Choosing a Flea Market Mascot

Think of all the mascots that pop up every year during the sports seasons, both college and professional -- big doofy grins, enthusiastic waves, and bright colors attract the attention of fans (whether they want to stare at a big blue dog or not).  You can apply this principle of attention-grabbing to your flea market stand; find or create yourself a mascot, and you'll inevitably draw people over to see what it is you're selling with that as your representative.

a penguin mascot

A live-action mascot is what we'll call the types of mascots you see sports teams as having -- someone dressed up inside a massive costume, sweating all their water-weight away while they pantomime to fans.  You can have a live-action mascot of your own without investing in a heavy-duty costume; just go to a thrift store sometime near Halloween and pick up a lightweight costume for cheap.  You can use it year-round and build a consistent "fan base" in your flea market customers, too.

 Human mascots are great if you have a product or store name besides your own.  For example, if you sell homemade shoes and call your business "Freddie's Fun Footwear" (and your name is not Freddie), you can find a costume of someone who might need awesome shoes.  (Perhaps a cowboy, an astronaut, an athlete?)  Then, give the costume-wearer that name and have them take on the persona of your product's namesake.  In this example, Freddie could have a spiel about how he always had sore feet until he wore those shoes.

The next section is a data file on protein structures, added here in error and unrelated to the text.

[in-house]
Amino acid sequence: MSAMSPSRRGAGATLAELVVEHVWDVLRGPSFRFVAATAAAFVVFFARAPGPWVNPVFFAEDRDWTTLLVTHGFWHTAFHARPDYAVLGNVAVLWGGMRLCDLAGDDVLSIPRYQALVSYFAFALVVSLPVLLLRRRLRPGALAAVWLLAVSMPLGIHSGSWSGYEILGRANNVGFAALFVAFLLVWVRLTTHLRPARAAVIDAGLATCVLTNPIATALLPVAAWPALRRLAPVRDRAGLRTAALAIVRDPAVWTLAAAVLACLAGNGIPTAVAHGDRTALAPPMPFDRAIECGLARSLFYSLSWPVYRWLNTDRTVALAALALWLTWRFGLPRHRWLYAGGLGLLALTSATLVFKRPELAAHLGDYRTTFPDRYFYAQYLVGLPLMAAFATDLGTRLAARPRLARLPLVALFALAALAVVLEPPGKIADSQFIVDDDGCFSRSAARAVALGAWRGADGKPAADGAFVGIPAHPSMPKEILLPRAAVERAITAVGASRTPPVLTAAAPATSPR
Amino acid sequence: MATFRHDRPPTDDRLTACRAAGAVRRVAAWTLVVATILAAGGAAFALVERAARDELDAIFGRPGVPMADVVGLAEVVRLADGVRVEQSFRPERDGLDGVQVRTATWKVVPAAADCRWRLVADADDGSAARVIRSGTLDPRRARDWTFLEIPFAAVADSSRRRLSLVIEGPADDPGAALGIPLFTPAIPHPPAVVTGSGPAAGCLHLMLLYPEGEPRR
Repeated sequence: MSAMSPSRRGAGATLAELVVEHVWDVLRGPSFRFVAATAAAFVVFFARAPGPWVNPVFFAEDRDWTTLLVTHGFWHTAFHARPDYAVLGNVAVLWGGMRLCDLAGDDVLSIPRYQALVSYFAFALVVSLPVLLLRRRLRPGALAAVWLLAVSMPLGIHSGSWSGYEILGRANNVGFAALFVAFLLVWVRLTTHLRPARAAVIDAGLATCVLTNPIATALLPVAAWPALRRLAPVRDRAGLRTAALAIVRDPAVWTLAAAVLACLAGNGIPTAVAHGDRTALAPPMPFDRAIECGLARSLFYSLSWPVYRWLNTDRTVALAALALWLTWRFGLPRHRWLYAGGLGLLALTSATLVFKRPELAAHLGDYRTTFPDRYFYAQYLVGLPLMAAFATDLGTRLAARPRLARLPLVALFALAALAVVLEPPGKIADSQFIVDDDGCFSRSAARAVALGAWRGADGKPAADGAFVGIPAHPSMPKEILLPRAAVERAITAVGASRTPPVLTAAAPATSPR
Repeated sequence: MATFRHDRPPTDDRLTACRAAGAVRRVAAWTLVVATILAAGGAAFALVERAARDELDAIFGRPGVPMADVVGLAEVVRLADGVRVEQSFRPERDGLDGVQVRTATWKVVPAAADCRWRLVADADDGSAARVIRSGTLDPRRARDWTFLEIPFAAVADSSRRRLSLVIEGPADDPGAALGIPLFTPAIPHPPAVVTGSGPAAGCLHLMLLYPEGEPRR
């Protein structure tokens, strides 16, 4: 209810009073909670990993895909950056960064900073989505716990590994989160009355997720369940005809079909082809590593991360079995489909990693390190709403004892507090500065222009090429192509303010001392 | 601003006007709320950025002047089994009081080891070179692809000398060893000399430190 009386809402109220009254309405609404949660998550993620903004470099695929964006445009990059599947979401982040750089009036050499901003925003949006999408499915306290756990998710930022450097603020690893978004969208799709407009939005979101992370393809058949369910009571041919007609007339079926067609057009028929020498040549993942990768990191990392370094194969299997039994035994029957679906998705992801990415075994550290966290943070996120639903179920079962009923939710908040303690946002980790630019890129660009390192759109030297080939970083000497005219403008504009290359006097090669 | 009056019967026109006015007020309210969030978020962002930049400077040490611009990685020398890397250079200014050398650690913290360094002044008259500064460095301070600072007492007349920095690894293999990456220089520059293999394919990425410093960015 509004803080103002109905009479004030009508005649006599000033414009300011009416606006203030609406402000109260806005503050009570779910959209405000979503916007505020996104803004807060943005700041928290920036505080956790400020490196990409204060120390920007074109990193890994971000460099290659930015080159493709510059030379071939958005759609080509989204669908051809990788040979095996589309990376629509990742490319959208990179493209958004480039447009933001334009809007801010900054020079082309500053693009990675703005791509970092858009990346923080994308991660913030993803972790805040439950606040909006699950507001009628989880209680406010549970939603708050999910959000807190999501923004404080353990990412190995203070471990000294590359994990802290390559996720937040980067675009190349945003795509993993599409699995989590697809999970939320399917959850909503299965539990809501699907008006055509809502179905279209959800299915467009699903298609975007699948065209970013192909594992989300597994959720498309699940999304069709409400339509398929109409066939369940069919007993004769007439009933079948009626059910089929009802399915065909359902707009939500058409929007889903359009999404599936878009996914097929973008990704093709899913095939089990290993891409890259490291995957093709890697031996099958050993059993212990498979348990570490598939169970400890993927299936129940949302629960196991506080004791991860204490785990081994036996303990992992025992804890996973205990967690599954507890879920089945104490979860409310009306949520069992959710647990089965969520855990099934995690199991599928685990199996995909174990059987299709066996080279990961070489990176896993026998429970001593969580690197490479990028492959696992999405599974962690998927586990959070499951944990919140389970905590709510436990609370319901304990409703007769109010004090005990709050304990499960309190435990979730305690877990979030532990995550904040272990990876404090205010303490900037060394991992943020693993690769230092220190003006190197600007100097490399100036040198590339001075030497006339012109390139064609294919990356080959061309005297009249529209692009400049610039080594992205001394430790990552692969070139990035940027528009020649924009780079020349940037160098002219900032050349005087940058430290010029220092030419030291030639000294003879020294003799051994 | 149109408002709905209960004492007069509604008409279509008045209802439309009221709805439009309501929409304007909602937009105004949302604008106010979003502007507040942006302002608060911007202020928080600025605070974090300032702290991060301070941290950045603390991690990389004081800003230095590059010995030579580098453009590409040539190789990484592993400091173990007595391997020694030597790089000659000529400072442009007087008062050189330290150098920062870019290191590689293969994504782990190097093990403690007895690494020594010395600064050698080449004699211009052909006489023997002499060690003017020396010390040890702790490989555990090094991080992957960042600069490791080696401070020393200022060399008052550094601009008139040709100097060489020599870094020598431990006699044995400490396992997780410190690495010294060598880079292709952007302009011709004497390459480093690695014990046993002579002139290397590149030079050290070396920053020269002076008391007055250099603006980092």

Animal mascots are particularly attractive to children, though adults are drawn to them as well.  Something about a person dressed up as a brightly-colored animal really draws attention to your cause or stall, so if you can, find an animal that expresses your mission or product well and have a friend or family member don the costume each market day to impress your potential customers.  Some classic animals: housecats, dogs, wolves, lions, tigers, mice and other rodents, birds, butterflies, bees, dolphins, and horses.

 For a variation on the animal mascot, bring your pet along to the flea market, if you're allowed.  Leashed animals are often allowed on flea market grounds, if they stay away from the food stalls, so you shouldn't have a problem with this.  Live animals are a great attraction and draw people to your stall, especially if you have an unusual pet of some sort, and you can explain that the pet is your mascot to get some "aww" noises out of your would-be customers.

 How do you find your flea market and garage sale opportunities?  Have you tried our main site, GarageSaleCow.com?  We've got tons of great free resources we'd love for you to use.

 




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